For more information, see "Micro Unit Testing" in "Debugging and testing MIDLets" or "Debugging and testing i-mode applications".

Online help

Using and finding online help documentation is now easier with new usability enhancements.

Help Viewer tabs

The Help Viewer now includes two new tabs to help you find information and complete simple tasks: Search and Tasks. See "Using search in the Help Viewer" and "Using the tasks list" in Getting Started with JBuilder for more information about comprehensive searching and using tasks.

Embedded or standalone help

You can choose to use embedded help or standalone help with a new setting in the Preferences dialog box (Tools|Preferences|Help). Choose embedded help to quickly view documentation in the content pane or choose the standalone Help Viewer to view documentation outside of your workspace. Both include comprehensive navigation and searching, as well as viewing for the full book-set, index, and tasks list.

Searching in the Help Viewer

The search page of the Help Viewer provides complex searching and result display features. Your options for searching are varied, from choosing an exact match, to using patterns (wildcard or regular expression), and includes the following areas: search for words (exact match and more), results display, and refined search options. You can sort the results or create a new subset of books to limit the search area.

Tasks in the Help Viewer

The Help Viewer contains a new, helpful Tasks tab. The tasks tab displays task topics in the left pane. When you click on a topic, descriptive task titles appear in the lower pane, with the first task title highlighted and the informational steps for the task displayed in the right pane of the Help Viewer.

Dynamic Help

Dynamic Help allows you to access task-oriented help information quickly without opening the Help Viewer. The help information is context-sensitive to the cursor location in the editor.

To enable Dynamic Help, choose Tools|Preferences|Help. On the Help page you can enable Dynamic Help and choose how quickly and in what form it appears. Once you have enabled Dynamic Help, you can view the Dynamic Help menu in the bottom area of the IDE by choosing Help|Dynamic Help.

J2EE/EJB development

These are features of JBuilder Enterprise

The following sections describe the changes and improvements in features used for J2EE and EJB development.

Supported servers

JBuilder 2005 now supports J2EE development these using these servers:

Improved WebLogic Server support

JBuilder now allows WebLogic Server 7.x and 8.x EAR, WAR, RAR, and EJB modules to be deployed as an exploded directory. For more information, see "Deploying J2EE modules as an exploded directory."

A few WebLogic Server properties, such as field groups and other CMP WebLogic-specific properties, were previously accessed only through the EJB Designer. You can now access them through the EJB DD Editor as well.

Configuring servers

The Configure Servers dialog box now validates entries you enter in its fields immediately after you enter them instead of waiting until you click the OK button.

Menu changes

There is a new Enterprise menu that includes all the items previously on the Tools menu that are server or EJB related. The menu also includes server-specific tools. Each configured server has a separate section on the Enterprise menu.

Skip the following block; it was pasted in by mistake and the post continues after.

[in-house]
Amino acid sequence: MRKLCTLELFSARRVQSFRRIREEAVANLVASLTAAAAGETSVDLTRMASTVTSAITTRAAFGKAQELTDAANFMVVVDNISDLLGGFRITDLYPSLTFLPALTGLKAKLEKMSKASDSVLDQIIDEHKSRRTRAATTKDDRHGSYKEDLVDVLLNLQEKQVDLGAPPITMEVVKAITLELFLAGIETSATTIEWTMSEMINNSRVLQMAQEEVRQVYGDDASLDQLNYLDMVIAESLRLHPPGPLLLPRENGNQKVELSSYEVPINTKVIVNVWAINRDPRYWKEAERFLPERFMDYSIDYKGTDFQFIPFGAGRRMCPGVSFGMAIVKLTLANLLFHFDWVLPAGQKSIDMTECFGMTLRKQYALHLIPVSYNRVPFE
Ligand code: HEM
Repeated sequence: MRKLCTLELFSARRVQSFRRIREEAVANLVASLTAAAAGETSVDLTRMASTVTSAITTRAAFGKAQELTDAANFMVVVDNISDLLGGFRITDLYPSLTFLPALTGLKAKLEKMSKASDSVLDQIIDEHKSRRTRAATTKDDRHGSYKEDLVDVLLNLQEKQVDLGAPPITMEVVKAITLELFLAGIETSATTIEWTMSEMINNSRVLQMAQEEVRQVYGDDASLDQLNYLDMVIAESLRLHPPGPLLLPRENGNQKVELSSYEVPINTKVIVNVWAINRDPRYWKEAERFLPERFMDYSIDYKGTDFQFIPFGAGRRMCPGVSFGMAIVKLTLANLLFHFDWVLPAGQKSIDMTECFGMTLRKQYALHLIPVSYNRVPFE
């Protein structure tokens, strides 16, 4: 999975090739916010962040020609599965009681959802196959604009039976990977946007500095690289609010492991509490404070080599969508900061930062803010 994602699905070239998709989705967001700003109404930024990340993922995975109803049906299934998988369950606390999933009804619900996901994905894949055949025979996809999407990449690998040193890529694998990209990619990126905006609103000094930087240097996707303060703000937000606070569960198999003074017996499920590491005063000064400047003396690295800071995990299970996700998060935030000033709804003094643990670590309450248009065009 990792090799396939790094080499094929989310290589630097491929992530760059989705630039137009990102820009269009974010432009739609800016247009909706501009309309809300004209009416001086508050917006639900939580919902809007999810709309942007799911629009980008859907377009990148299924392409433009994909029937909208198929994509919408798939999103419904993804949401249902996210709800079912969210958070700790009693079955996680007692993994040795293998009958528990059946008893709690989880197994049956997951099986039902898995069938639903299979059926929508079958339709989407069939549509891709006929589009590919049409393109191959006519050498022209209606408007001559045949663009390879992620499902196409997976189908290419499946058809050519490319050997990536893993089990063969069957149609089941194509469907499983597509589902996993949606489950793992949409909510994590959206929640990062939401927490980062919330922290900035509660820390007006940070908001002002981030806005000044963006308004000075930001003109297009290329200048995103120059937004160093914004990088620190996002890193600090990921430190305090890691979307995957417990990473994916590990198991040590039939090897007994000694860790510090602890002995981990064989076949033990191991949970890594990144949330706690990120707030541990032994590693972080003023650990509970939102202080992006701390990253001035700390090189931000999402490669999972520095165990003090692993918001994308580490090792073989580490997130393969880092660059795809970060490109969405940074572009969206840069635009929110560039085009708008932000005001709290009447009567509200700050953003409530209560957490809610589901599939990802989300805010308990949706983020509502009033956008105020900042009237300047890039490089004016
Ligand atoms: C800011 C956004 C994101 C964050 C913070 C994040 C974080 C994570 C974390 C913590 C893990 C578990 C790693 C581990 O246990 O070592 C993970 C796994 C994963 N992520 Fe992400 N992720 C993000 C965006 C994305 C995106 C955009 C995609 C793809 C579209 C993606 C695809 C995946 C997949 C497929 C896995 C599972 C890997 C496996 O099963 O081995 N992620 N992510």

DD Editor changes

When a DD Editor page is incomplete or has errors, an errors folder appears in the structure pane that contains error messages. Use these messages to prompt you to fill in required fields and fix any errors.

You can now choose to validate your deployment descriptors during a build. To select this option, right-click the module in the project pane, choose Properties, select Build in the tree, and check the Validate Deployment Descriptors During Build option on the Build page.

Working with modules

From any of the module wizards (EJB, Web, Application, Connector, or Application Client), you can now create a module node for an existing directory. You still have the option to copy files from a directory to a newly created module directory.


The file type filters for a module are available as File Type filters on the Content page of a module (previously this was on the Classes page.) The Clean property page of the module has also been updated to use File Type filters instead of expression filters.

For more information about using filters to control the content of archives and to set other build properties for modules, see "Building J2EE modules.""

Visual designer

The component palette of the visual designer now appears on the left edge of the design surface, instead of on top. Irrelevant pages are concealed; for instance, MIDP pages are not visible when working with J2SE components. You can also choose to show or hide labels next to the icons on the palette.

The new component palette includes a search field, allowing you to find components quickly, regardless of which page they're on.


This is a feature of JBuilder Developer and Enterprise

Cocoon has been updated to version

Castor and the Databinding wizard

Castor has been updated to version

There are two new features in the Databinding wizard (File|New|XML) for Castor — the ability to use a custom binding file and to generate sources for imported XML schemas.

Binding file

In some cases, you might want to use your own custom binding file instead of Castor's default binding. A custom binding file is an XML document used to control the generation of Java classes. The binding file allows you to solve naming collision problems, modify the default datatype binding, or add validation rules by implementing your own validator. For information on creating a binding file, see "Binding file" at http://www.castor.org/sourcegen.html#Binding-File.

Generate imported schemas

Generates sources for imported XML schemas.